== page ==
The large summer residences along South Main Street are just part of the reason why Southampton was once known as “the Newport of Long Island.”
In July of 1887, The New York Sun proclaimed Southampton as “the most charming of all small cities by the sea.” South Main Street, the southernmost portion of the second settlement area laid-out by the Town of Southampton, New York in 1648, largely gave way to second home owners, otherwise known as the summer colony, from 1870 through the 1920s, transforming a street dotted with Colonial homesteads and farmland into one lined shoulder to shoulder with large, architecturally impressive summer homes frequented by the world’s most recognized personages, such as John D. Graham, a Ukranian-American mentor to Jackson Pollack and Willem de Kooning, a relative of the 6th Earl of Carnarvon, of Highclere Castle, more famously known today for the Downton Abby television series, and movie stars like Ginger Rogers, James Stewart and Gary Cooper.
Situated next to the town pond, the occupants of South Main Street cottages benefitted from more recreational pleasures than the average, landlocked summer getaway, such as fishing, walking, bicycling, sailing, ice skating, and more, not to mention the stage coaches and ice cream carts traveling up and down the street all day long throughout the summer season. The original summer cottages of South Main Street have endured both the test of time and unpredictable public values by being diminished by only five since 1887. Local author Sally Spanburgh uses her historical and architectural expertise to tell the stories behind the construction and occupants of these beautiful summer homes, continuing with those which line Lake Agawam’s eastern shore.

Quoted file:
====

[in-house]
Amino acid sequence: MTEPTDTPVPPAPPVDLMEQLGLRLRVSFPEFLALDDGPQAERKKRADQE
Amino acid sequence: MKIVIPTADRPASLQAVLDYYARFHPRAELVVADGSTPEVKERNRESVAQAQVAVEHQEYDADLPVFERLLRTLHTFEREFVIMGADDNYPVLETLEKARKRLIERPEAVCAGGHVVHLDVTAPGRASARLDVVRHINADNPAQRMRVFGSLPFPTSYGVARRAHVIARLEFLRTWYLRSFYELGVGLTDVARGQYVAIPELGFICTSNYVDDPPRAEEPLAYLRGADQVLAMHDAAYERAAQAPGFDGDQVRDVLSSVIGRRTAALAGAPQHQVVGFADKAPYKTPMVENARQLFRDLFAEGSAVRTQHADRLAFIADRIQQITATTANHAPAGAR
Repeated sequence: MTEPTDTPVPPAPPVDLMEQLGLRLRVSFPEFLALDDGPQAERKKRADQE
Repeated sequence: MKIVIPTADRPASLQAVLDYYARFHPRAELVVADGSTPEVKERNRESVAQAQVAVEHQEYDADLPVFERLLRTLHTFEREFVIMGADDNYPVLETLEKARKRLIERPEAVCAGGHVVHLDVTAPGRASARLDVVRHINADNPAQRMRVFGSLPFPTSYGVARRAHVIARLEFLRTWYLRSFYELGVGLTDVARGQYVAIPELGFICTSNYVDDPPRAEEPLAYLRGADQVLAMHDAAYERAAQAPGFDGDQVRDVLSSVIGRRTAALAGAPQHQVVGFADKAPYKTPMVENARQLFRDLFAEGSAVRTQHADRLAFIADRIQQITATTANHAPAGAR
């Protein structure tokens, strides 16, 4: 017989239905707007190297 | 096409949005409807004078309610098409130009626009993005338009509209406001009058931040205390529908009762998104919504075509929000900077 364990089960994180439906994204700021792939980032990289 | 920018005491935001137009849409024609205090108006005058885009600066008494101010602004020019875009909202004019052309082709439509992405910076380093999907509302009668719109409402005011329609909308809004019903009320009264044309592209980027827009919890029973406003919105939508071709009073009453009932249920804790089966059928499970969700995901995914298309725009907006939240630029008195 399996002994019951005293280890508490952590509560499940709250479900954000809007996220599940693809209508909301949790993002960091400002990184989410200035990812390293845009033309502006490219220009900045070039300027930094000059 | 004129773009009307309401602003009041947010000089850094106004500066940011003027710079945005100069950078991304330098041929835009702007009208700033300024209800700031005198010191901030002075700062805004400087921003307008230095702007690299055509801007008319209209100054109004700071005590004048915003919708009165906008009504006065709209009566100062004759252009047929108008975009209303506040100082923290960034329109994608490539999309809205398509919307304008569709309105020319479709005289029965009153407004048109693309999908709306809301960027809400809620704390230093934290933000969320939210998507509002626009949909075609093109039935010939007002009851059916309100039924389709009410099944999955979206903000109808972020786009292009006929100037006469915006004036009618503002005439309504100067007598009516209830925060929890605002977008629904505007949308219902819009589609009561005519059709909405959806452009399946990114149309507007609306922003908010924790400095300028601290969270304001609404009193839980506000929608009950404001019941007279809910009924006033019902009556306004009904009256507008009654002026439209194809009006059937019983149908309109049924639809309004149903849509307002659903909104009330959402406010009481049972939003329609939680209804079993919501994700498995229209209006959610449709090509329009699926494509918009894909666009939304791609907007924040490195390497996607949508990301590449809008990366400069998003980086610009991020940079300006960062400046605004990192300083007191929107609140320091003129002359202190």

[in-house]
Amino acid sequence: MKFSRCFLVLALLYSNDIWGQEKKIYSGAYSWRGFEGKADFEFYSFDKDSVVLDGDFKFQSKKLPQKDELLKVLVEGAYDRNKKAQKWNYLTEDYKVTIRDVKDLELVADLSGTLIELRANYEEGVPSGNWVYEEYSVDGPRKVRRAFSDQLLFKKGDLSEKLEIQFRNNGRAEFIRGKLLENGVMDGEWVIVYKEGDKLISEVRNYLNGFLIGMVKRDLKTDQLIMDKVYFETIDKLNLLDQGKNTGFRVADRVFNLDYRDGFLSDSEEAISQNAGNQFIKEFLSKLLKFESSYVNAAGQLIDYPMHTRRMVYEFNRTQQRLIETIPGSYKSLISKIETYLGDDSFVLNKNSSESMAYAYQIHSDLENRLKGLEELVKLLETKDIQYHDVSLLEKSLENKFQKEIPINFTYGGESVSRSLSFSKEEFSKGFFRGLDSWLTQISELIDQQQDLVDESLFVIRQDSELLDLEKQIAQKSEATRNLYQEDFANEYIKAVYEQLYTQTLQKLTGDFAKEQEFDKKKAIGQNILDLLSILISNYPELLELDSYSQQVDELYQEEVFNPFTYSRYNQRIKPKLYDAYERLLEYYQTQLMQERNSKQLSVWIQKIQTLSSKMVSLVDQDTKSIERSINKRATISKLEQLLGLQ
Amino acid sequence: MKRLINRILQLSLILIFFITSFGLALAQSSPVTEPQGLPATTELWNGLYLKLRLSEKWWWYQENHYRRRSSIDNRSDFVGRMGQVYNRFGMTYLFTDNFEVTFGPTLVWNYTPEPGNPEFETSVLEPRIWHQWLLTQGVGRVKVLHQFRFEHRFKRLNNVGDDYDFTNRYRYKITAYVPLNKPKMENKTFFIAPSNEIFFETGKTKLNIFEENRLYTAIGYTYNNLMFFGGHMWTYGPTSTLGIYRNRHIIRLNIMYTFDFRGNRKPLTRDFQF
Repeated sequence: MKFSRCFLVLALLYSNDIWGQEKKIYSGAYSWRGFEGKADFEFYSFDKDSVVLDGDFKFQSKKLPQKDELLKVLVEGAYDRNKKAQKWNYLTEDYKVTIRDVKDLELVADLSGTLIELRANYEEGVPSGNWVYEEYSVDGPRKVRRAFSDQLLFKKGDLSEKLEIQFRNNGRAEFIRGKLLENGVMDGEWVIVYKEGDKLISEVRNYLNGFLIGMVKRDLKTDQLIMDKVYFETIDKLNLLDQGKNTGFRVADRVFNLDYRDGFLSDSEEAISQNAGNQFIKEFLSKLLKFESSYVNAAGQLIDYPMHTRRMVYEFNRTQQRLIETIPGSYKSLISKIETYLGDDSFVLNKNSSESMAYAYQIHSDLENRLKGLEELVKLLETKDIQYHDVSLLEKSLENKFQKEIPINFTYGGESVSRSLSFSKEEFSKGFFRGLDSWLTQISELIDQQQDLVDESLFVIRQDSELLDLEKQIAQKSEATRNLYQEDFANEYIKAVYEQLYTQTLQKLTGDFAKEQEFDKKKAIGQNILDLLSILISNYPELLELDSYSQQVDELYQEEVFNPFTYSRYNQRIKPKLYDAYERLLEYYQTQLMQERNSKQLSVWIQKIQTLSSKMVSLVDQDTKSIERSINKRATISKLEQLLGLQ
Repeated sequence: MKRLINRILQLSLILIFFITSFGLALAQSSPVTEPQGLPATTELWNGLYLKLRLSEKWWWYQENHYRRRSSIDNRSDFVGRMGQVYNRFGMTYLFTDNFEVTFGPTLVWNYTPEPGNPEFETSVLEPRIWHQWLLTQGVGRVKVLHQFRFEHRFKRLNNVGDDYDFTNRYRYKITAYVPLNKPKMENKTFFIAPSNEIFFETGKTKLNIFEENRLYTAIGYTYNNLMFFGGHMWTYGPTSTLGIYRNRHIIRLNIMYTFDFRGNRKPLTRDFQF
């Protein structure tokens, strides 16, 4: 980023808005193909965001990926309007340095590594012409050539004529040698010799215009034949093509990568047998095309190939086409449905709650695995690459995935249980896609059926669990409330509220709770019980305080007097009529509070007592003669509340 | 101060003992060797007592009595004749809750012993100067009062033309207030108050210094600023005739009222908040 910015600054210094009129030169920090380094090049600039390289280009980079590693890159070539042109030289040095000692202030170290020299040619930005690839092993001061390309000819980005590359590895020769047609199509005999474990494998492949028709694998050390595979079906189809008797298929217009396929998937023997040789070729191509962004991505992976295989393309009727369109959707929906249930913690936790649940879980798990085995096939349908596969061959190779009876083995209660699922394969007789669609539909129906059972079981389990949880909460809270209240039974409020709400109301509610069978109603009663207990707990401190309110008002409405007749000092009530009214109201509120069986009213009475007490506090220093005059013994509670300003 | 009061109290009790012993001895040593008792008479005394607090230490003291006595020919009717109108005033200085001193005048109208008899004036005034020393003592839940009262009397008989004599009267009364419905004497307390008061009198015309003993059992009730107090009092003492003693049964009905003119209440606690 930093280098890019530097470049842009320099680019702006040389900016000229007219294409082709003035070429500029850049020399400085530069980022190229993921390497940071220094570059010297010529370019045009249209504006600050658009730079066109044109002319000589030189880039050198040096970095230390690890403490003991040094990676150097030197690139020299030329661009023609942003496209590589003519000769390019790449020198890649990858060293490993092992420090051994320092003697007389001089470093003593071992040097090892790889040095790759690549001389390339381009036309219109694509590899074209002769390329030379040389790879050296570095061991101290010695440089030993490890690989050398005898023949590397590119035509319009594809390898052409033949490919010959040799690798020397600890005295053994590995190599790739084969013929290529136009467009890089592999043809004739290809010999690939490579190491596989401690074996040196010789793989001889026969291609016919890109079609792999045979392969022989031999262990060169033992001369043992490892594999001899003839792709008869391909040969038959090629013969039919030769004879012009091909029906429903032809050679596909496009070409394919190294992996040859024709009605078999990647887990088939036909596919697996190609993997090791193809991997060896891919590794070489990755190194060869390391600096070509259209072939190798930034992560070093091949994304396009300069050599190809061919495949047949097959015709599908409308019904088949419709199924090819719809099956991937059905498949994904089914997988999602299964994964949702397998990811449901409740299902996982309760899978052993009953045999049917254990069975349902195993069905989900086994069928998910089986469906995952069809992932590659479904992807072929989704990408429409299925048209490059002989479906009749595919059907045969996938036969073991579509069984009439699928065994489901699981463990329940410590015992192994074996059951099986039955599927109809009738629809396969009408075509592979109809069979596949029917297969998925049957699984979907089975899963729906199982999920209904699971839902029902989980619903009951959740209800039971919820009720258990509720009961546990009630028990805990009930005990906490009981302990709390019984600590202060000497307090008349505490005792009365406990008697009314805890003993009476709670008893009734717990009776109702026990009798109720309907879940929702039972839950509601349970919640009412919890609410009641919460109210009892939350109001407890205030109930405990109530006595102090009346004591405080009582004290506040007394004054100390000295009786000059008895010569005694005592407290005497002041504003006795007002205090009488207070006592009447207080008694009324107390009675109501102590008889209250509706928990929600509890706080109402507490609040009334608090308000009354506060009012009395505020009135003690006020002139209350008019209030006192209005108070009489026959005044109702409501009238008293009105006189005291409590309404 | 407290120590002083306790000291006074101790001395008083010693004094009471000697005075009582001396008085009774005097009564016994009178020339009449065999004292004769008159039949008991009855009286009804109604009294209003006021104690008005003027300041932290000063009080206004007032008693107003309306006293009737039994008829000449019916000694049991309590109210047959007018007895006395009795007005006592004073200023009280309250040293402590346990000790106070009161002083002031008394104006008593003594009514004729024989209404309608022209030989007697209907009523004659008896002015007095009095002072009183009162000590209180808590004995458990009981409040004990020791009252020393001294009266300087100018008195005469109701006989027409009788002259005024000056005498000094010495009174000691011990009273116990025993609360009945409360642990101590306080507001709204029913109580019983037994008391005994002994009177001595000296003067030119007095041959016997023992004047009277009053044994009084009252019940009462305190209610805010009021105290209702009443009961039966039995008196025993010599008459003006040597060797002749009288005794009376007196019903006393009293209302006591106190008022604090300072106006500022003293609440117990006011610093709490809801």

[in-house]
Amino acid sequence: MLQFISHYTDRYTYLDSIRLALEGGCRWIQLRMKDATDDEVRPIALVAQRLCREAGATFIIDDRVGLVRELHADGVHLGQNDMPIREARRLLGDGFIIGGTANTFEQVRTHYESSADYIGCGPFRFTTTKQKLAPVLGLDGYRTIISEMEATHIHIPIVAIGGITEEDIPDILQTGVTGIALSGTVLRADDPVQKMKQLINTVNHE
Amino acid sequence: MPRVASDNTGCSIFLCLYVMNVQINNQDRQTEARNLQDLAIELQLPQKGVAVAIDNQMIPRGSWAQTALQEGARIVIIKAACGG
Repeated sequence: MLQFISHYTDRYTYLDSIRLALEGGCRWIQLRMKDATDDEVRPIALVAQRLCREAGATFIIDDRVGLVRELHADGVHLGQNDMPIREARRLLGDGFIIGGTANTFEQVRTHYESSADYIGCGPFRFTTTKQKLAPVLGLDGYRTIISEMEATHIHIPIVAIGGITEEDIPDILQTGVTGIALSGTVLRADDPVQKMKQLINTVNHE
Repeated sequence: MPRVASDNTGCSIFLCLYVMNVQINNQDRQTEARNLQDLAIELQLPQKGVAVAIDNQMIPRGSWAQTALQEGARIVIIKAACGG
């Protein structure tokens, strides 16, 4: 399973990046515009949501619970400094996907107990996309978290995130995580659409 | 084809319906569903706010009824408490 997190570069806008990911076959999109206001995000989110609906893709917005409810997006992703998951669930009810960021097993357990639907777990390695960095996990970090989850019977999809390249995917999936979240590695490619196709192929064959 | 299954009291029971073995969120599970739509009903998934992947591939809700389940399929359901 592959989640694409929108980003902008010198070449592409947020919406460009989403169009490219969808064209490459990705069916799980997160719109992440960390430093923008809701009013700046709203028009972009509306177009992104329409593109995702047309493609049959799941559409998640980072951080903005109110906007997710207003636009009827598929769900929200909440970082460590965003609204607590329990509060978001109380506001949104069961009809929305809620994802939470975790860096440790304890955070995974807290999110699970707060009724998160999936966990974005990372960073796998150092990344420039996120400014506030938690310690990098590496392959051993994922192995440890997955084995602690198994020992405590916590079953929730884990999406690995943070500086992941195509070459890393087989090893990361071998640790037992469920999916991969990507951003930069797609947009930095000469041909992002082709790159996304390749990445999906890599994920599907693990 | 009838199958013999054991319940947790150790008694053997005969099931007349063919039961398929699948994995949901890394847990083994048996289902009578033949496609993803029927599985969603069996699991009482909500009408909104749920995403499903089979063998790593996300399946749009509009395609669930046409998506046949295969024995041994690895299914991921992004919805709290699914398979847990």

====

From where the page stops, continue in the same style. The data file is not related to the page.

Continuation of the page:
Available at the Southampton Historical Museum.